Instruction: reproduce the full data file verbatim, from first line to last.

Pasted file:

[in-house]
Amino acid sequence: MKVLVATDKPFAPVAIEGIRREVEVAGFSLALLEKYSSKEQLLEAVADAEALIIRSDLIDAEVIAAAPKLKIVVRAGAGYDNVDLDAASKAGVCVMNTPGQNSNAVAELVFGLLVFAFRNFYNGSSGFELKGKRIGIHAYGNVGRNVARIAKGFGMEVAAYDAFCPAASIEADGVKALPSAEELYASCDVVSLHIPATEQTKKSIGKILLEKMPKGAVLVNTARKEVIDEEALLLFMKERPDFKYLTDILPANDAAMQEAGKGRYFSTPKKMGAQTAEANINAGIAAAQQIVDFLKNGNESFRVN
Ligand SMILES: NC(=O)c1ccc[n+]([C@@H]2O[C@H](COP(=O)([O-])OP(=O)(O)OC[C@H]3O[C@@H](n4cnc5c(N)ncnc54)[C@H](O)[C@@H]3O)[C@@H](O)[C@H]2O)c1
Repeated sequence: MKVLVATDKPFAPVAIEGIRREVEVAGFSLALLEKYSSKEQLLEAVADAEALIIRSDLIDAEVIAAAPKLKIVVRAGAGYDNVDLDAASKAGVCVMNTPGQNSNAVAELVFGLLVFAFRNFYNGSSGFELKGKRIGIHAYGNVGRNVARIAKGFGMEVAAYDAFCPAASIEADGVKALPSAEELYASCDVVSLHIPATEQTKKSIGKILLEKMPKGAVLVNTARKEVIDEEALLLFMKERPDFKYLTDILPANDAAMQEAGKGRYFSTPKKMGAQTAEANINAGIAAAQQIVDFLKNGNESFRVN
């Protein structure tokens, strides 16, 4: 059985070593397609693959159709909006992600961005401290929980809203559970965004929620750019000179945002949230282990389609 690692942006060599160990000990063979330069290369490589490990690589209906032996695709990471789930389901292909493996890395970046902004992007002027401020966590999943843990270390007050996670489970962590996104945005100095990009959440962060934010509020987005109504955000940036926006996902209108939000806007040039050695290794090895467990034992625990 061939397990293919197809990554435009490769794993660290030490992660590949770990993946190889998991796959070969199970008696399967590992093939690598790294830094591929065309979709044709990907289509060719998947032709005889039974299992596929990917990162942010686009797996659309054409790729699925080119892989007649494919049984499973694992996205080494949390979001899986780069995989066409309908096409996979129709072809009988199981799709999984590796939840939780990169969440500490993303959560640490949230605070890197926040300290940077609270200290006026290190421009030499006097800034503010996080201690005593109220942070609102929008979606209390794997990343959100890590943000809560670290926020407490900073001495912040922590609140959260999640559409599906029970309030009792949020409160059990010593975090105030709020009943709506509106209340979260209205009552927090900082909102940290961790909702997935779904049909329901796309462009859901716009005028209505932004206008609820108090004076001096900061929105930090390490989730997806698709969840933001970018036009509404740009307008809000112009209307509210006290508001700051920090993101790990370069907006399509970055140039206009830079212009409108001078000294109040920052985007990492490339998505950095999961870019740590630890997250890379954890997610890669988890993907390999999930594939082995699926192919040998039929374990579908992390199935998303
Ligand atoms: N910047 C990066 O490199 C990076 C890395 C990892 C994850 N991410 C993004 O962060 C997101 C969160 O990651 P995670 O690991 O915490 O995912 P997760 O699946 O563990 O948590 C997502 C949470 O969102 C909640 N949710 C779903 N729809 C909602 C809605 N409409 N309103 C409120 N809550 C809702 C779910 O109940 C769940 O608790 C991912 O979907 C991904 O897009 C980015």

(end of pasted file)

[in-house]
Amino acid sequence: MKVLVATDKPFAPVAIEGIRREVEVAGFSLALLEKYSSKEQLLEAVADAEALIIRSDLIDAEVIAAAPKLKIVVRAGAGYDNVDLDAASKAGVCVMNTPGQNSNAVAELVFGLLVFAFRNFYNGSSGFELKGKRIGIHAYGNVGRNVARIAKGFGMEVAAYDAFCPAASIEADGVKALPSAEELYASCDVVSLHIPATEQTKKSIGKILLEKMPKGAVLVNTARKEVIDEEALLLFMKERPDFKYLTDILPANDAAMQEAGKGRYFSTPKKMGAQTAEANINAGIAAAQQIVDFLKNGNESFRVN
Ligand SMILES: NC(=O)c1ccc[n+]([C@@H]2O[C@H](COP(=O)([O-])OP(=O)(O)OC[C@H]3O[C@@H](n4cnc5c(N)ncnc54)[C@H](O)[C@@H]3O)[C@@H](O)[C@H]2O)c1
Repeated sequence: MKVLVATDKPFAPVAIEGIRREVEVAGFSLALLEKYSSKEQLLEAVADAEALIIRSDLIDAEVIAAAPKLKIVVRAGAGYDNVDLDAASKAGVCVMNTPGQNSNAVAELVFGLLVFAFRNFYNGSSGFELKGKRIGIHAYGNVGRNVARIAKGFGMEVAAYDAFCPAASIEADGVKALPSAEELYASCDVVSLHIPATEQTKKSIGKILLEKMPKGAVLVNTARKEVIDEEALLLFMKERPDFKYLTDILPANDAAMQEAGKGRYFSTPKKMGAQTAEANINAGIAAAQQIVDFLKNGNESFRVN
């Protein structure tokens, strides 16, 4: 059985070593397609693959159709909006992600961005401290929980809203559970965004929620750019000179945002949230282990389609 690692942006060599160990000990063979330069290369490589490990690589209906032996695709990471789930389901292909493996890395970046902004992007002027401020966590999943843990270390007050996670489970962590996104945005100095990009959440962060934010509020987005109504955000940036926006996902209108939000806007040039050695290794090895467990034992625990 061939397990293919197809990554435009490769794993660290030490992660590949770990993946190889998991796959070969199970008696399967590992093939690598790294830094591929065309979709044709990907289509060719998947032709005889039974299992596929990917990162942010686009797996659309054409790729699925080119892989007649494919049984499973694992996205080494949390979001899986780069995989066409309908096409996979129709072809009988199981799709999984590796939840939780990169969440500490993303959560640490949230605070890197926040300290940077609270200290006026290190421009030499006097800034503010996080201690005593109220942070609102929008979606209390794997990343959100890590943000809560670290926020407490900073001495912040922590609140959260999640559409599906029970309030009792949020409160059990010593975090105030709020009943709506509106209340979260209205009552927090900082909102940290961790909702997935779904049909329901796309462009859901716009005028209505932004206008609820108090004076001096900061929105930090390490989730997806698709969840933001970018036009509404740009307008809000112009209307509210006290508001700051920090993101790990370069907006399509970055140039206009830079212009409108001078000294109040920052985007990492490339998505950095999961870019740590630890997250890379954890997610890669988890993907390999999930594939082995699926192919040998039929374990579908992390199935998303
Ligand atoms: N910047 C990066 O490199 C990076 C890395 C990892 C994850 N991410 C993004 O962060 C997101 C969160 O990651 P995670 O690991 O915490 O995912 P997760 O699946 O563990 O948590 C997502 C949470 O969102 C909640 N949710 C779903 N729809 C909602 C809605 N409409 N309103 C409120 N809550 C809702 C779910 O109940 C769940 O608790 C991912 O979907 C991904 O897009 C980015």